Place cherries and cognac in a small bowl and set aside to soak and plump for 1-2 hours.

With the point of a knife, score the skin side of the breasts in crosshatch pattern, being careful not to pierce the flesh.  Season the duck breasts lightly with salt and rub Chinese five spice powder into the skin.  Heat oil in a large skillet over medium-high heat.  When oil is hot, add the breasts, skin side down.  Cook for approximately 10 to 12 minutes to render the fat from the skin.  When the skin appears crispy, turn the breasts over and sauté the flesh side for 3 to 4 minutes.  Carefully remove the duck from the pan, transferring to a platter to keep warm.  Pour off most of the excess fat into a heat proof container, reserving approximately 3 tablespoons of the duck fat in the pan (the remainder of the duck fat may be chilled and saved for another use).

Return pan to the stove over medium-high heat.  Add shallots, sautéing for about 2 minutes.  Add grated ginger and continue to sauté for another minute.  Season to taste with salt and freshly ground pepper.  Add chicken stock, bring to a boil and stir, gently scraping up any browned bits from the bottom of the pan.  Add the cherries and cognac mixture and honey.   Simmer for about 5 minutes or until slightly thickened and sauce takes on a more uniform rusty color.  Taste sauce and adjust seasonings as needed.

The breasts will have rested for several minutes and should now be medium rare. They can be sliced lengthwise or cross-wise.  Place several slices on each plate.   Spoon the warm pan sauce over the duck and serve over wild rice.

Naomi Ross and Park East Kosher Family
By Naomi Ross







A Recipe for Hibernation

Thursday, December 16th, 2010

Gloves, hats and boots have all made their way to the front of my hall closet.  Like little soldiers lined up before battle, they’re at the ready for a cold winter.  Not surprisingly, my pantry is also hunkering down for the long hibernation, during which time I avoid going out without good reason and look for warming homey foods to serve up for dinner.

If staying out of the cold and minimizing shopping trips is a priority (as it is for me), then advanced menu planning and keeping basic staples in stock becomes a necessity during the winter.  Planning your meals for the week leads to more organized shopping lists…and less need to run out at the last minute for the missing ingredient in the dish you chose to prepare 10 minutes before you wanted to eat it.

The items you “stock up” on are quite different in the winter months as well.  Less variety of fresh seasonal produce may mean that canned and frozen vegetables end up becoming more heavily used in your home than in the fruit-bearing months of the year.  Extra dry goods such as pastas, grains, legumes etc. might take up more space in your cupboard, but that probably won’t bother you when the wind is rattling against the window and the thought of 20 degree wind-chills makes that box of spaghetti look oh so much more attractive.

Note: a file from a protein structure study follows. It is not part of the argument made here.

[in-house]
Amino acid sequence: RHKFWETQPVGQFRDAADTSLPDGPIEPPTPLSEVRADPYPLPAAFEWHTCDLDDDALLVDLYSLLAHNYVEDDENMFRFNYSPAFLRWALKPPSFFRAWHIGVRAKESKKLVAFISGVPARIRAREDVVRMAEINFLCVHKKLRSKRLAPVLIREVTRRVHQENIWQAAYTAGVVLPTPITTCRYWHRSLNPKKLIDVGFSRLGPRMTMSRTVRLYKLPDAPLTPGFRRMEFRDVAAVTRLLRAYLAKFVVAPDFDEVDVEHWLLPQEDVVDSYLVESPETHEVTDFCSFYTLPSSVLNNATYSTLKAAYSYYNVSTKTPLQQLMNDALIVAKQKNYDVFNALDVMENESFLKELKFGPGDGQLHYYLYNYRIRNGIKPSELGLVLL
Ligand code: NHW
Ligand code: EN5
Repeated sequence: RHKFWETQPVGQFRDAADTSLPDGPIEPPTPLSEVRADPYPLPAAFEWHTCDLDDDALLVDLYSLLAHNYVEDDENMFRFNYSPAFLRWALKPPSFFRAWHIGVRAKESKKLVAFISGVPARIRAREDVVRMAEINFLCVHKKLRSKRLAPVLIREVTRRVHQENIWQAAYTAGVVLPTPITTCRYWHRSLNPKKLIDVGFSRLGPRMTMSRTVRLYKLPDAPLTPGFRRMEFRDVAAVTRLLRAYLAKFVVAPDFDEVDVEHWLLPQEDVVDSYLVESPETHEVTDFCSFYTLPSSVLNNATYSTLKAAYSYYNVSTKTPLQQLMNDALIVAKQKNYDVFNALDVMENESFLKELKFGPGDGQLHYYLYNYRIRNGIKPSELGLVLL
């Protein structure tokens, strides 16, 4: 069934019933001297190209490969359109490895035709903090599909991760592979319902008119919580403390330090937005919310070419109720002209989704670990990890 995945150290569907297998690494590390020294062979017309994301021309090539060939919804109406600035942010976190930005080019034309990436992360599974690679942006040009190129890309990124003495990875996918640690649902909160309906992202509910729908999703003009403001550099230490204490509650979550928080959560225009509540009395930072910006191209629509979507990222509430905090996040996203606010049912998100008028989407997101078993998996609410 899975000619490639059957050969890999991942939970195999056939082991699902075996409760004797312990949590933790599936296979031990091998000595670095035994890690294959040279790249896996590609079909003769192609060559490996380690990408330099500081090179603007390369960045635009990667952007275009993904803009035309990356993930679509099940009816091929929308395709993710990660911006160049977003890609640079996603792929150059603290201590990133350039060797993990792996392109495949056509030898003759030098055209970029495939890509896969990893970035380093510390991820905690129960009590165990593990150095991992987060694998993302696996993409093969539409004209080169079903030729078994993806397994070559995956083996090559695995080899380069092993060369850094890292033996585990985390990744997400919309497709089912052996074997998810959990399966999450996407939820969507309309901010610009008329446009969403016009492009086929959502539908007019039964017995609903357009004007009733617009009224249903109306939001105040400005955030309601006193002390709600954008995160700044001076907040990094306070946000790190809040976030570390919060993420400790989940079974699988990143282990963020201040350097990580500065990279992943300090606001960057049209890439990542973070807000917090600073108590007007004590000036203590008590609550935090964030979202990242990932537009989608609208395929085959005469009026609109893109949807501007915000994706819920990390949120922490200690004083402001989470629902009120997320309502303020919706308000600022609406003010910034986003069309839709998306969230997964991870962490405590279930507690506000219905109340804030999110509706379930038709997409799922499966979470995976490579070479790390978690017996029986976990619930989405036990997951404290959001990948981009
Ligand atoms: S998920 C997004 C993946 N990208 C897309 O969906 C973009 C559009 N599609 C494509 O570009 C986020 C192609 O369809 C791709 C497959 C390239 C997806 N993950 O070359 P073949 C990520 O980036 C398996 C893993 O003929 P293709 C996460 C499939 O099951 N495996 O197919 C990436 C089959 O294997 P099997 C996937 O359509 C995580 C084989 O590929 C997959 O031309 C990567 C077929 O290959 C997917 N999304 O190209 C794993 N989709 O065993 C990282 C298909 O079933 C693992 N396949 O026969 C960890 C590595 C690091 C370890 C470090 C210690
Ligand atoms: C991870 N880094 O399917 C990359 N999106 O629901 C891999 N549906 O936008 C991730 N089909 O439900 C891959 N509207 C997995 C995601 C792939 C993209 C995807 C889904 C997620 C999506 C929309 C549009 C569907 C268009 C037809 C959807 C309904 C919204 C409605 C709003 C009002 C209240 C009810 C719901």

When drafting your week’s menu, consider that most dinners fall into 2 categories: what can be quickly thrown together right before serving time to a pack of impatient hungry wolves (I mean family members of course!); and meals that may require more time, but that can be prepared in advance.  Your needs will greatly influence your choices, depending on your schedule and when you are readily available to cook.

Here are some sample suggestions for “20 minute meals”:

  • Grilled Salmon, Basmati Rice & Steamed Broccoli – a simple yet nutritious meal, and all three components can cook simultaneously!
  • Stir fry – the heat of a wok cooks wonderfully fast and you get both your veggies and proteins done all together.  Cook the rice while sautéing everything else.  (cutting up all the vegetables does take time, but can be done in advance – in the morning or the night before).
  • Quesadillas – this glorified Mexican grilled cheese will please most kids (and adults too!) and you can get creative with what you throw inside.
  • Veal or Lamb chops – season & sear on high heat, 15-20 minutes tops!  Serve with mint jelly or cherry preserves, baked potatoes (5 minutes in the microwave) and a salad.

Here are some satisfying cold-weather options that can be prepared in advance:

  • Classic meatballs & spaghetti – meatballs freeze wonderfully and the spaghetti can be made as you set the table.  Probably one of the heartiest dinners.
  • Stews – a terrific all-in-one dish.  Your crock-pot is not just for cholent!  Throw everything in before work or earlier in the day, and dinner will be waiting for you.
  • Casseroles – whatever can be assembled or layered in a baking dish and reheats well.  Even better when it can be prepared in advance and baked later. Tuna-Noodle, Lasagna, etc.
  • Soups – ain’t nothing wrong with a hearty soup and crusty bread for a light supper.

Just to start you off on the right track, here is the first recipe to put on your menu plan.  You’ll be warming up in no time.